Wednesday, July 27, 2011

Top 10 Orlando Magic Point Guards in Franchise History

Inspired by others coming up with these sorts of lists, and the boredom of an NBA Lockout, I decided to provide my input on who I thought the Orlando Magic's best position players were in its 22 seasons of existence. That's not a long period in comparison to many prestigious professional teams. Even though we've never hoisted the championship, we've made it to two NBA Finals in our 6th and 20th seasons.

Throughout these rankings, keep in mind that it's not just statistics involved but also intangibles and whether the player did what they were supposed to do in their assigned role. Winning also plays a large factor as you'd expect. Any personal opinions will be controversial. All numbers are from regular season games only and it's the seasons themselves being averaged out, not on an individual game basis.

So here we go, the Magic's top 10 point guards of all-time.

Missing the cut:

Carlos Arroyo 

2006-2008; 161 games played; 25 starts; 20.2 mpg, 8.5 ppg, 3.1 apg, 45.9% FG percentage

I'm sure right now the Puerto Rican delegation is furious with me. 'Chuck' never made the team better. Initially in those first 27 games after the trade that also brought in Darko Milicic, it did seem like Arroyo was the distributor we needed to complement Francis' and Jameer's more shoot-first approach. However, in his first complete season with us, Carlos quickly became extremely frustrating to watch with all of his inconsistencies.

Ballhogging, inadequate defense, and bad turnovers were things we sadly became accustomed to. He became such a detriment at times that he became a liability to see prominent court time during the playoffs. It isn't until now, after he's bounced around, that we know Carlos has a short fuse and always seems to find himself unwelcome to all of his teams that he leaves behind in his destruction.

Troy Hudson

2000-2002; 156 games played; 11 starts; 18.2 mpg, 8.3 ppg, 2.7 apg, 38.5% FG percentage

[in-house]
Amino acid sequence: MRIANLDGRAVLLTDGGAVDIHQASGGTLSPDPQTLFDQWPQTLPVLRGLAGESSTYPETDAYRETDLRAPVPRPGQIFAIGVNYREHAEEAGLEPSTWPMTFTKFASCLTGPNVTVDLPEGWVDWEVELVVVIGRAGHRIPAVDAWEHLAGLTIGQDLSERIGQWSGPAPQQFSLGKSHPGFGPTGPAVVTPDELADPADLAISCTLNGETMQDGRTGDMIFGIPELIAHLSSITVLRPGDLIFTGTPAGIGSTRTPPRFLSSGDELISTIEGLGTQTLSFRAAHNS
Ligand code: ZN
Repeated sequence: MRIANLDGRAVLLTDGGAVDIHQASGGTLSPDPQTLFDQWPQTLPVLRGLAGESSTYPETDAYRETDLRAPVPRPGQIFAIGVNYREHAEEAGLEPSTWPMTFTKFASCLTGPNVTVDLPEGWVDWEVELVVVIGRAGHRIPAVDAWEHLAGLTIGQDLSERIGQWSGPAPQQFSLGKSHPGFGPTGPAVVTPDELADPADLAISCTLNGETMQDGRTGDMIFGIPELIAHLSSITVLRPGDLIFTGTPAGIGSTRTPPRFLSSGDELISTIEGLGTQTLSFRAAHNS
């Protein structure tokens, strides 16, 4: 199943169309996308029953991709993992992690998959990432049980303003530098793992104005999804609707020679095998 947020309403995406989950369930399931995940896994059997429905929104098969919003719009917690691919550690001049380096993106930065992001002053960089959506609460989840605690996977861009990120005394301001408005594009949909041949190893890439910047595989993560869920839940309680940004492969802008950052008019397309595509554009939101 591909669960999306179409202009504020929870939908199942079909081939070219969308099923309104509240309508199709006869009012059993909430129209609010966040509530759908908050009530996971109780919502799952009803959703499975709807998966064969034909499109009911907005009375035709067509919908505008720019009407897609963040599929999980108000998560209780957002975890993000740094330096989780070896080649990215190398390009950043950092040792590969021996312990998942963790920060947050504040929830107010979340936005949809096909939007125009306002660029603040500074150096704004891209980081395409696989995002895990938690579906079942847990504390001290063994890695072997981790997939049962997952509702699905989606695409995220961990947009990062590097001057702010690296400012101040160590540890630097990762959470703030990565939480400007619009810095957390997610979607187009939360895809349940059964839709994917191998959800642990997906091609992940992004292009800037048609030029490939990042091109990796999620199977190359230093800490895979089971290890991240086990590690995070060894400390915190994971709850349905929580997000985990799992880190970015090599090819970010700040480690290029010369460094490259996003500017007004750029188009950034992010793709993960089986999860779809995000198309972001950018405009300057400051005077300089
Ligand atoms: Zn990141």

Coming off the Heart & Hustle season, Doc Rivers had the difficulty of trying to find an identity for new addition 'T-Hud', an undersized shooting guard, and experimenting with him as a point guard. Hudson had such an abysmal '00-'01 season due to his adjusting, then he turns it all around the next season, drastically upping his averages. Troy needed to be a volume shooter though for him to be effective. Unfortunately for the Magic, even in a 6th-7th man sparkplug role, that didn't happen very often which led to rollercoaster performances.

Without 2001-2002, Hudson doesn't get monetarily rewarded by the Minnesota Timberwolves in the summer of '02. In the end, T-Hud may have been a better rapper than basketball player, but hat didn't stop him from having some phenomenal games in Magic stars (especially one particular 26-point performance).

Keyon Dooling

2005-2008; 188 games played; 10 starts; 21.0 mpg, 8.5 ppg, 1.9 apg, 43.9% FG percentage

Brought in as an energy scorer, 'Ninja' as I called him could be placed at shooting guard as well in evaluating him. It's not like he's not making either list. Other than getting into a fight with Ray Allen, Keyon will be a forgettable Magic man considering he did play 3 seasons in Orlando. Injuries and inconsistencies really hindered the man when his game relied so much on quickness and surprise. However, the man had some awesome hops.

Others missing the cut but not worth going into detail over:
Tyronn LueDerek Harper

10. Mark Price

1997-1998; 63 games played; 33 starts; 22.7 mpg, 9.5 ppg, 4.7 apg, 43.1% FG percentage

How could I put a one-season decrepit man on this list? Easy. Partially it's because we really have lacked in decent point guards, but the other is that the man made everyone around him better. No flashiness, just being a good floor general. That '97-'98 campaign was the season Penny played only 19 games. Chuck Daly's Magic finished 41-41, which was only good enough for 10th place in the Eastern Conference. People forget, Mark Price had one hell of a professional career. Spent his first 9 seasons with the Cavs, then jumped around to Washington and Golden State before we acquired his services.

We also signed an even older Derek Harper to come off the bench. Darrell Armstrong was being groomed for the job, but even 'Flash' missed a large chunk of the season due to injury. Price only recorded one double-double in Orlando pinstripes, but Price kept the Magic relatively afloat with no Penny around and countless other injuries plaguing the roster. If healthy, that's easily a playoff team. After Penny's famous Games 3 and 4 of the '97 1st round playoffs, Daly wanted to have the option of sliding Penny over to shooting guard and have an actual pass-first man (such as Price) to allow Hardaway to space the floor.